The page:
Before we talk about how to implement QA in our project, let's go over the QA role & responsibility.
We are living in a fantastic technology era. If I compare the ‘90s’ technology to today's, we will see many differences, but there is one issue that I would like to discuss: product quality.
Today, most people are not satisfied with a “working” product. They want it to have zero failures, be of high quality and have a lovely user experience. High-tech companies also align with these requests, and they are trying to release high-end products. In an era of more than 7.8 billion people, the competition is enormous, and the value of money is the biggest role to play by.
What is the connection to Quality Assurance?
The role of the tester is to verify and validate everything in the product to ensure that it meets the standard and provides the stakeholder with the product they want.
Quality Assurance ROI
- Software tests save money – sound like a paradox? Think about that again. If our clients found bugs in our product, they can replace our product with our competitions’, they can embarrass us on the social networks, and they also can sue us if the bugs cause them to lose money, or maybe use it to their advantage against us. An additional area where QA saves money is during development. The sooner the bug is exposed, the more money is saved. As a QA, I have often asked questions regarding the user story that causes the developer to think about what causes them to deliver a quality feature. In some cases, I found failures in the requirements that cause the feature to be redesigned and to deliver a better solution at the end.
- Software testing securing the data – when you are launching any product on the network, you are taking a risk. The database can be hacked, and your reputation can go down the drain.
- Verification – the role of the tester is to drop to details and verify that all are as defined. This simple action is not so simple. In some cases, the product manager takes responsibility for this action, which causes decreased attention to details and results in many mistakes; it also takes time that the product manager can use for doing his work.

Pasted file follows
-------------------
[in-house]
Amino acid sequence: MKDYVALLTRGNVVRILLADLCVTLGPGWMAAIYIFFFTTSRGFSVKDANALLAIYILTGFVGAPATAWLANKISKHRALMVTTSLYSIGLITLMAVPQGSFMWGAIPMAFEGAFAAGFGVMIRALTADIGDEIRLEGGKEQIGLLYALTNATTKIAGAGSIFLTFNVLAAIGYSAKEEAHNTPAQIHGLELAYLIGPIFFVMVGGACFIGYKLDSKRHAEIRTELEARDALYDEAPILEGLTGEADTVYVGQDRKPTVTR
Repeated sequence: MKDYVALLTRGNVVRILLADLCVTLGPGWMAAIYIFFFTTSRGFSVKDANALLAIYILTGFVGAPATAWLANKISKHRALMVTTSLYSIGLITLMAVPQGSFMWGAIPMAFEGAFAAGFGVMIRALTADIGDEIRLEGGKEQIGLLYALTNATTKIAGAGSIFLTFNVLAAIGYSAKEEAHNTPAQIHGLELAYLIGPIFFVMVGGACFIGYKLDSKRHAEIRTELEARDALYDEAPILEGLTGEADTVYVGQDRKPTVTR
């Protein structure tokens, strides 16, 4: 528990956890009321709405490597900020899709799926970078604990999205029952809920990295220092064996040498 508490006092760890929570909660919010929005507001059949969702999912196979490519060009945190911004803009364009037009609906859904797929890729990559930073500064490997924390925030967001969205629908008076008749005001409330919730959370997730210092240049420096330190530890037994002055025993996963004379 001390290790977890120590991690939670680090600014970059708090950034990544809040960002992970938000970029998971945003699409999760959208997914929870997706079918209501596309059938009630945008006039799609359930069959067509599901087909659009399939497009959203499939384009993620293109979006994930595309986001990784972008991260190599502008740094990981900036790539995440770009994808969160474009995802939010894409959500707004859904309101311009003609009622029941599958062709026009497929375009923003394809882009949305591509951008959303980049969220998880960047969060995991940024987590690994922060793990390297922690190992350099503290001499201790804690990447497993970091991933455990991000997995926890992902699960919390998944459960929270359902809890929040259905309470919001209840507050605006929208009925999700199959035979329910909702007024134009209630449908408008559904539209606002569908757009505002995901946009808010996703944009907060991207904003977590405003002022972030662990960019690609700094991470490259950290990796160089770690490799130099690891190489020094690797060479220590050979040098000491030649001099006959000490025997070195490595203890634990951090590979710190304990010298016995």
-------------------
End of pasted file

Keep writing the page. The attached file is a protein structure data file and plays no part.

- Validation – the customers, must be happy, or we can lose money. If the feature we developed is not what the customer wishes for, we didn’t hit the target. This is an unpleasant situation. One of the QA roles is to work together with the stack holders to ensure we are building the right system.
Why should we implement an automation test in our project?
- Speed – automation gives us the ability to verify everything for every code change. This ability increases the software’s robustness and gives us high confidence in our day-to-day code changes.
- Automation Saves Time – the QA tester should run many regression tests alongside the SW development process. This action can take a big part of the tester work if we want to verify that our features are still functioning despite the changes in code we can do manually or automatically. You guessed right— automation test is doing the hard work and doing it faster.
- Reuse Test Increases the Coverage — it is very easy to reuse automation tests and run them in different environments or on different browsers.
- Reduces Mistakes – manual testers commit mistakes from time to time because they are humans. But the automation test is a PC program that always runs in the same way. Therefore, our test report is more reliable.
- Reduce cost – by doing all of the above, we are reducing the cost of the tests but also the development cost. When we quickly run the test, report it, and identify errors, we are on the right path to delivering our product fast and with the confidence that it is of high quality.
- Initial investment- It takes time to build an automation infrastructure.
- In some cases, we can not only use the free tools; we need to pay for a license.
- Skilled testers are required; in fact, automation testing is equal to SW development
- False alarm – when we get an error in our test report, an investigation is required; in some cases, the problem is our test and not our product.
What should we enter for our automation project?
- Sanity Tests
- Regression Tests
- Multiple data Test
- Visualization test
- Logging and errors
What shouldn’t we enter for our automation project?
- Usability Test
- On-Time Tests
- Must be done now
- Exploratory/random tests when we don’t have clear expected results
In conclusion, the QA automation test project doesn’t fit every product. However, if your product has the basic roles I mentioned above, it will probably be beneficial, especially if you implement it early in your project.
Contact us today for implementing QA automation tests!